William Randolph Hearst, the man who was not yet immortalised as Citizen Kane, sent a memo to his managing editors in 1936 ordering them to ‘roast’ Mae West’s latest film, Klondike Annie: ‘a filthy picture ... an affront to the decency of the public and to the interests of the motion picture profession’. In this film, loosely based on Mae West’s play Frisco Kate, she first appears as a slinky singer in a San Francisco gambling house, singing ‘I’m an Occidental woman in an Oriental mood for love’. Then, having done her bit for decency by impersonating a missionary in the cold north, she opts for a happy life with a burly sea captain.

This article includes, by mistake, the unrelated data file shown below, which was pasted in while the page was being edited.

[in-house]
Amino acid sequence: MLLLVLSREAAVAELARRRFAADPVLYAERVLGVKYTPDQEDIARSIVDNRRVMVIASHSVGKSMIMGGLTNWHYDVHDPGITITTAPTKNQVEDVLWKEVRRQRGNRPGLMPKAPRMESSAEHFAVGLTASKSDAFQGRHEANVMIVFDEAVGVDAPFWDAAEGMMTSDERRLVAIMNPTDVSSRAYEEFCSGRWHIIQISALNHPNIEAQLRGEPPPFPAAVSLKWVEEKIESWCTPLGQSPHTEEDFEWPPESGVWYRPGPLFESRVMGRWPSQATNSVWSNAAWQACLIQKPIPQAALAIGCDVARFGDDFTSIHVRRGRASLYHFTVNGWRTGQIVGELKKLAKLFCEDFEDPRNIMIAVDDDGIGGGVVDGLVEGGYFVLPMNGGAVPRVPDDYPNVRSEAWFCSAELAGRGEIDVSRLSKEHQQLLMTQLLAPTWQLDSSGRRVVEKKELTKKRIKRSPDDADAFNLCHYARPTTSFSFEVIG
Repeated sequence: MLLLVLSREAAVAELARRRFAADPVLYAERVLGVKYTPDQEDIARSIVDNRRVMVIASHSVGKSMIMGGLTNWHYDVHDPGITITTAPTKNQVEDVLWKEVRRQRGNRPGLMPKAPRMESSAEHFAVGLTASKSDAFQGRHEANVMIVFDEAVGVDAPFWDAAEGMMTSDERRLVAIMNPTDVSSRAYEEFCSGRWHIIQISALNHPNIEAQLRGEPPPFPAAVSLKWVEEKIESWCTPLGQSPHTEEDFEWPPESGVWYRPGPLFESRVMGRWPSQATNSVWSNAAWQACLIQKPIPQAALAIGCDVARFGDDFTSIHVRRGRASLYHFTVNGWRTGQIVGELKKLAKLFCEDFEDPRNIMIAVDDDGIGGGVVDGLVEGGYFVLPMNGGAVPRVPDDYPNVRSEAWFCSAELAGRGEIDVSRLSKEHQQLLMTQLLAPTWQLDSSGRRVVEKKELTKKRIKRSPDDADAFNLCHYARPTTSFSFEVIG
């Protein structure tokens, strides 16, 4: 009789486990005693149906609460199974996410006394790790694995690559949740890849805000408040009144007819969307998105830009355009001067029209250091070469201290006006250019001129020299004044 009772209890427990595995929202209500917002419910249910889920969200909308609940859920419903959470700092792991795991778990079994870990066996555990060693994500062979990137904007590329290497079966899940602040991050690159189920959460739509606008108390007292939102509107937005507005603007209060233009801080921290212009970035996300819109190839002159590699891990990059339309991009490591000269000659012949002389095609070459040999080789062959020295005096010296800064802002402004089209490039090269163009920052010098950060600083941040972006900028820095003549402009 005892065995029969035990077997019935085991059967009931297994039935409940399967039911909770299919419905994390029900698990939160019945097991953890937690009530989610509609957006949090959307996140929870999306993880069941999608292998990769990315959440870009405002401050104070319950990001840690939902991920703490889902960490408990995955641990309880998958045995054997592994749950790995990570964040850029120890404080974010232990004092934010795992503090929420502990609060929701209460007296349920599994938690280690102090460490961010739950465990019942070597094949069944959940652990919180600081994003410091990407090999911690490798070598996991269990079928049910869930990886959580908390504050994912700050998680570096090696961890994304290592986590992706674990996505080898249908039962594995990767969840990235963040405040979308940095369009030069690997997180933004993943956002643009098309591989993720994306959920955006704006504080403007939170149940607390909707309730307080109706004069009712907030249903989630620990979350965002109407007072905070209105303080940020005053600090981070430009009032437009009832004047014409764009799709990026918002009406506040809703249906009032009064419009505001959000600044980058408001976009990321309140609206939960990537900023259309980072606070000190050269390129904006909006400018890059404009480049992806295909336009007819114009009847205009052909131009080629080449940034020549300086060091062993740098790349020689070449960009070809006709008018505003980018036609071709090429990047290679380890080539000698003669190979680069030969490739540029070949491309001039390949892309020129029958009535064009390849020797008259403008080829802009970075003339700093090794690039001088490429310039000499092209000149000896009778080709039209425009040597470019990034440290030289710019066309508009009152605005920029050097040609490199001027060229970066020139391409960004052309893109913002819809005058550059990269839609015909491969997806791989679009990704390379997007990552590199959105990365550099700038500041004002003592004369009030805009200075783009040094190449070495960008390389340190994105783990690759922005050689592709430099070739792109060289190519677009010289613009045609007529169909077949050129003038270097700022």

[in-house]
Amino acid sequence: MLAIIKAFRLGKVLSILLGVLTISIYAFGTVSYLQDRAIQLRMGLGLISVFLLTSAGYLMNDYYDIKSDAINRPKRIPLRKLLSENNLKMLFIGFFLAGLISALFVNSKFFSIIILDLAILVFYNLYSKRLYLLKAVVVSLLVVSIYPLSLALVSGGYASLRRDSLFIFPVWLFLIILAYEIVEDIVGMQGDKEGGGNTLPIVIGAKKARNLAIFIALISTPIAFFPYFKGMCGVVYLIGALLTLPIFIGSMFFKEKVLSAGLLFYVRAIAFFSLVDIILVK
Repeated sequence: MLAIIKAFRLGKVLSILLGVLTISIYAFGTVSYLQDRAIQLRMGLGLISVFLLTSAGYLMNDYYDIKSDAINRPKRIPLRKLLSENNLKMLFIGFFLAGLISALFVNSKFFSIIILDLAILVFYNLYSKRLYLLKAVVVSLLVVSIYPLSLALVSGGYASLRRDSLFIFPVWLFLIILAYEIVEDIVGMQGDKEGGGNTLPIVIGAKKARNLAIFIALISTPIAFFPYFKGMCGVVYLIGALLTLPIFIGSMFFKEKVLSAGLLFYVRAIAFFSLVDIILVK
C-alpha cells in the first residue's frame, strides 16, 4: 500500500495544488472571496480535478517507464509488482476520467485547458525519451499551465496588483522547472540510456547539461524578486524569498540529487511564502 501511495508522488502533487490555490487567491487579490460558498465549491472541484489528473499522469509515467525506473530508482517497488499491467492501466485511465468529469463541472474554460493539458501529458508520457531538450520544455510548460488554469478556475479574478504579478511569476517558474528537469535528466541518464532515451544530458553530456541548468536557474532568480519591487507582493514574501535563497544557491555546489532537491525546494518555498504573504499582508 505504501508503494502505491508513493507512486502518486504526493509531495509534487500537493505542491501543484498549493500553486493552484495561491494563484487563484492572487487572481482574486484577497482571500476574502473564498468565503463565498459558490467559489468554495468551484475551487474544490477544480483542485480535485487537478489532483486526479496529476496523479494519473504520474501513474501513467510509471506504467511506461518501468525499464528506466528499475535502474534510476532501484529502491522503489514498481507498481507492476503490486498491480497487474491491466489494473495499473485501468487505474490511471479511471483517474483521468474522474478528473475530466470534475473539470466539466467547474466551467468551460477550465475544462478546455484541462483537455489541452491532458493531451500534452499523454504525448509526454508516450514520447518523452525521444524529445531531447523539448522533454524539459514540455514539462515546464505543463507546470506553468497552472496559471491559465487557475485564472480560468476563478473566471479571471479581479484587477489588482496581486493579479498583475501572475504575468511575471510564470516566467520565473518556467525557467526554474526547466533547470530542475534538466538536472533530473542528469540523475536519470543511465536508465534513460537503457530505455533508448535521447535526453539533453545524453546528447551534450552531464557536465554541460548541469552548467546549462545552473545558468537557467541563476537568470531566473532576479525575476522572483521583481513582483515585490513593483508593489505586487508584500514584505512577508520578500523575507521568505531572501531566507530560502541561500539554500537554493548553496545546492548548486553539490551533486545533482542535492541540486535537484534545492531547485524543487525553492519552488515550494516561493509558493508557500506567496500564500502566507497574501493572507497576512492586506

Like so many hypocrites, Hearst and the censors of the day were horrified by Mae West’s open enjoyment of sex, and her celebration of a woman’s right to choose her partners wherever she pleased. During her six-year reign as one of the top Hollywood stars, from Night After Night in